Fans of the fighting series have been facing a serious gaming crisis recently - the fighting game genre has been stagnant for some time, tournaments still revolve around Street Fighter Alpha3 or Street Fighter 3 because nothing better has come out (SNK vs Capcom, face it, haven't been as good as these classics), and fans of beatdown-style titles have been stymied ever since the Marvel VS Capcom line of games died out. In the 3D realm it hasn't been all that much better - Tekken stagnated, and the only major line keeping the genre afloat is the admittedly excellent Soul Calibur line.

Of course, Capcom have always had interested fans willing to take their work and make it into anime. The latest - following after some good and some bad movies - is Street Fighter Alpha: Generations.

Generations isn't a sequel to anything, but a storyline prequel set before either the Street Fighter Alpha (video game) storyline or the generally reviled Street Fighter Alpha movie: take your pick. As far as being a prequel, it does a good job for what it is, even if it's relatively short (run time ~45 minutes).

Short plot synopsis: nearing the anniversary of Gouken's death at the hands of Gouki (Akuma to english audience), Ryu has returned to the dojo to pay his respects. He meets up with an elderly man who also knows the Shotokan style, who offers him a "lesson" and lets him stay at his house while waiting for something. After finding his reason to fight in a challenge from Sakura (yes, she shows up) he returns again to the dojo, and faces off with Gouki, the student who was taken over by the "Dark Hadou." There are also some odd generational parallels, and lots of backstory to absorb, some of which makes sense and some of which makes very little sense; it also seems very off compared to the storyline of other Street Fighter games/series, which has always been one of Capcom's problems - they can't seem to keep their stories self-consistent.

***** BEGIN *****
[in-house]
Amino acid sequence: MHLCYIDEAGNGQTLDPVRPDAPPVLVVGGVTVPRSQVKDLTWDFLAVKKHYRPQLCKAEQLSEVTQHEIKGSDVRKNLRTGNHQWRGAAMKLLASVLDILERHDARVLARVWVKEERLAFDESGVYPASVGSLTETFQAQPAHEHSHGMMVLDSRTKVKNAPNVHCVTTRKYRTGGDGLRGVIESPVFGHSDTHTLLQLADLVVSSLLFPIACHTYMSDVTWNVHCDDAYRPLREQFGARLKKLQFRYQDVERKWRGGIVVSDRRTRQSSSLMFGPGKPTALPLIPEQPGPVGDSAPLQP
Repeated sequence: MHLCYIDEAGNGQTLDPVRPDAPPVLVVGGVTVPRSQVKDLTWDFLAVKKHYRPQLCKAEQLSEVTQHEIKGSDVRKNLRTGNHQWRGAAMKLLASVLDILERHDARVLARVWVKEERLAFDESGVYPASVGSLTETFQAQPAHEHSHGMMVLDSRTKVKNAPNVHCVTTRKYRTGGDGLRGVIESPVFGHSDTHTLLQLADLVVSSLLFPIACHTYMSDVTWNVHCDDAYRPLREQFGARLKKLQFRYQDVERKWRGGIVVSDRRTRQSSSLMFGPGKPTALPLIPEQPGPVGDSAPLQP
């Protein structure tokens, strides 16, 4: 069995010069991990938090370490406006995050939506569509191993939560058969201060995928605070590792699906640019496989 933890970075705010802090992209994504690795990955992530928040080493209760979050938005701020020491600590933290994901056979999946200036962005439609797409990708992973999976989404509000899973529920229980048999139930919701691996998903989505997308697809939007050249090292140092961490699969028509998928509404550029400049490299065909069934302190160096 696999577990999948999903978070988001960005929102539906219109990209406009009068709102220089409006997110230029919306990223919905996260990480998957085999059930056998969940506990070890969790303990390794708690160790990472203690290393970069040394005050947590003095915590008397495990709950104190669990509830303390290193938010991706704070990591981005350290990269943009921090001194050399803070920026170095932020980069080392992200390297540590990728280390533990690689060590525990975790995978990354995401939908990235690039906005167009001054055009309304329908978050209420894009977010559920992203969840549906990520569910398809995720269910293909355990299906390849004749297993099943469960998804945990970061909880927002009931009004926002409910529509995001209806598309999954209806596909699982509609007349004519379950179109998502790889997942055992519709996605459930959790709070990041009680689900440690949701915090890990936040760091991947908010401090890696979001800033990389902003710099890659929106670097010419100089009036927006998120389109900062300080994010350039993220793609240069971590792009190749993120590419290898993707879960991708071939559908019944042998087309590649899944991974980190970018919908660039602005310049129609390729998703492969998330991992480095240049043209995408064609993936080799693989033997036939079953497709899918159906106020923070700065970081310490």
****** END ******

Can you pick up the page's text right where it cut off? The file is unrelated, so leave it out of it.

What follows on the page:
The upsides: A relatively cool fight between Sakura and Ryu, and a decent animation style that works for most of the movie, but gets a bit odd when faces are too close to the camera - almost as if certain things had been rotoscoped.

The downsides: a storyline that doesn't quite seem to fit the characters, one secondary character who quite possibly shouldn't even be alive, and a revelation about Ryu's parentage that fits in with about half of SF canon... maybe. The final fight between Gouki and his master? Not even shown on screen, and certainly not given the time it deserves. Likewise for the fight between Gouken and Gouki, which should have been a starting point to explain, at some time, where all Ryu's rage was coming from.

If you're a die hard Street Fighter fan, the type who insist on owning the entire fighting game series / video series, you might go for this one. The rest of people will probably watch it once, probably on rental from your local anime shop, and let that be that. It's about a 2.5 of 5 stars at best; had it been longer and a bit more involved, it could really have been something.

Got Comments? Send 'em to Michael (at) Glideunderground.com!
Alternatively, post 'em right here for everyone to see!

 

 

 

 

 

Movies: Ghost in the Shell, Street Fighter Alpha:Generations


Added:  Monday, November 07, 2005
Reviewer:  Michael Ahlf